Think the Great Ocean Road stops at Warrnambool? Think again.
On the coast outside of Portland, the bellows and barks of fur seals rise up the walls of Victoria's highest sea cliffs. Rain cells march across the Southern Ocean, and wind turbines turn cartwheels on the breezes that have pruned much of the scrub on Cape Bridgewater almost to bonsai.
There are twin seal colonies below me, a petrified forest of sorts behind and an Enchanted Forest away on the next cape. The Great Ocean Road might end at Warrnambool, little more than an hour's drive to the east, but stand here and the reality doesn't seem so clear-cut. Portland gets overlooked by most Great Ocean Road tourers, but its capes and coastline are every bit as great as anything along that celebrated road.
Settled in 1834, Portland is Victoria's oldest town and the only deep-water port between Melbourne and Adelaide, but it's what lies beyond the town limits that's most enticing. Shaped by some of Australia's most recent volcanic activity, Portland bursts into beauty around the two capes, Cape Nelson and Cape Bridgewater, to its immediate west.
The best way to experience these capes is on foot, with one of Australia's oldest, and still least known, long-distance bushwalks - the 250-kilometre Great South West Walk - wrapping around their edges. Proximity to Portland means you can use the trail to explore the capes on day walks less than 30 minutes' drive from town.
Lighthouse-topped Cape Nelson, which was one of the settings for the 2011 Miranda Otto movie South Solitary, all but rolls out from the back of town. As we set out walking towards the cape from beside Portland's enormous aluminium smelter, threading between the wind turbines that tower out of the scrub, I feel like Don Quixote charging at La Mancha's windmills.
Behind the smelter, on Point Danger, Australasian gannets ride the winds, hovering over Australia's only mainland rookery for these sleek seabirds. More than 600 gannet pairs nest here - a crowd of birds so dense that the point appears white from afar.
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From the smelter, it's a quick walk through the scrub to the edge of the limestone cliffs that hang above the sea. It's the same rock and the same beauty, in constant erosion from the Southern Ocean, as the coast around the 12 Apostles. All that's missing are the sea stacks.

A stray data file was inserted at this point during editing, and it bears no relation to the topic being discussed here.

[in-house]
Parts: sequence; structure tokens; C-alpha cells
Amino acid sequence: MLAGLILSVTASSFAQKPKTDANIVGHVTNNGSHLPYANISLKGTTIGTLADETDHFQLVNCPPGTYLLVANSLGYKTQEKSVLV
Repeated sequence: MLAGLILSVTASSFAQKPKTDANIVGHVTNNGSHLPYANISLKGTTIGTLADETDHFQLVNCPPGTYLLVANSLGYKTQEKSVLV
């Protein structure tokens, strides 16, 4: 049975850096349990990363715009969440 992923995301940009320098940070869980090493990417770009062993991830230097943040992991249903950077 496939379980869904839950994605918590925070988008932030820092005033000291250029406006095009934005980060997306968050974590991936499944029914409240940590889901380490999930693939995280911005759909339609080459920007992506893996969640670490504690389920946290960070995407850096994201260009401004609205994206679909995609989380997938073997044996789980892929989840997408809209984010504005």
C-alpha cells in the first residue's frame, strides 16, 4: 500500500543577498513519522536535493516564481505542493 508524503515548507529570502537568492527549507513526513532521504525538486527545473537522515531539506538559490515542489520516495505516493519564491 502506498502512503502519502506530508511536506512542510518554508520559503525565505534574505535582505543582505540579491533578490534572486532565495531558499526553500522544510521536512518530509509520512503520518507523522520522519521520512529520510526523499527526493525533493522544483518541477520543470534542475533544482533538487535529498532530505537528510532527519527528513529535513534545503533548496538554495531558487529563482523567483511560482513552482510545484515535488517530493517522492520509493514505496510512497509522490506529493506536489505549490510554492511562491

There's also no rainforest here to match the Great Ocean Road's Otway Range, but as the coast and the walk turn onto the flanks of Cape Nelson, there is the Enchanted Forest. In a landscape of low scrub, this tall stand of black tea-tree is perhaps the most unexpected sight of all, rising high over the trail in dark, skeletal limbs. Throw in a sea mist and it could be the setting for a spooky novel.
Just 10 kilometres to the west, across Bridgewater Bay, Cape Bridgewater is a grander version of Cape Nelson. Part of the rim of a volcanic crater, the cape is framed in 135-metre-high cliffs - higher than any cliff along the Great Ocean Road.
On the cape's eastern side, the roads end beside a blowhole and a fury of ocean, and it's from here that we set out again on foot the next day, heading south along the cliff edge into the Petrified Forest.
This otherworldly geological feature was once thought to be an ancient forest consumed by sand (hence the name) but later came to be understood as a curious collection of hollow limestone tubes, rising from the earth like the columns of a ruined Greek settlement. It's the forest that never was.
Along the cliff edge, the bush thins to sparse patches of saltbush, and it's like walking through a coastal desert. Stunted by wind, little here grows above knee height, opening out wide views over the ocean and coast.
Seals lounge about on the rock platform at the base of the cliffs, while the sea is speckled with other pups taking their first swimming lessons.
Behind us, Mt Richmond crouches low on the coastal plain. Protected as a national park, the mountain makes for a worthwhile detour, providing a range of walking trails among the likes of koalas and echidnas and an elevated outlook over the dune-backed coastline.
Round the southern tip of Cape Bridgewater and things get immediately lively. As the walking track rises up a grassy slope, a string of lookout platforms peer down onto two distinct seal colonies, one for Australian fur seals and the other for New Zealand fur seals.
It's Australia's only mainland breeding site for both species, with up to 2000 seals coming to give birth each year. Seals lounge about on the rock platform at the base of the cliffs, while the sea is speckled with other pups taking their first swimming lessons.
Past the lookouts, the track climbs on, ascending another grassy slope to finally crest the highest sea cliff in Victoria. Bridgewater Bay yawns open below, cliffs plummet into the sea, and Cape Nelson stands staked into the sea by its lighthouse. There are seals below, whales in season and forests both enchanted and imagined. It's great in every way except the name.
Getting there: Portland is 350 kilometres west of Melbourne. The nearest airport is Mount Gambier, 100 kilometres to the west. Rex (rex.com.au) flies to Mount Gambier from Melbourne and Adelaide.
Staying there: History-rich Victoria House is set inside a heritage-listed 1853 Georgian hotel, just a few steps from Portland's foreshore. Rooms from $153 a night. Phone 03 5521 7577
Walking there: Hedonistic Hiking runs a seven-day South West Coast and The Grampians trip, starting from $3795, that includes walks around Cape Bridgewater and Cape Nelson. See hedonistichiking.com
Explore more: visitportland.com.au
The writer was a guest of Hedonistic Hiking.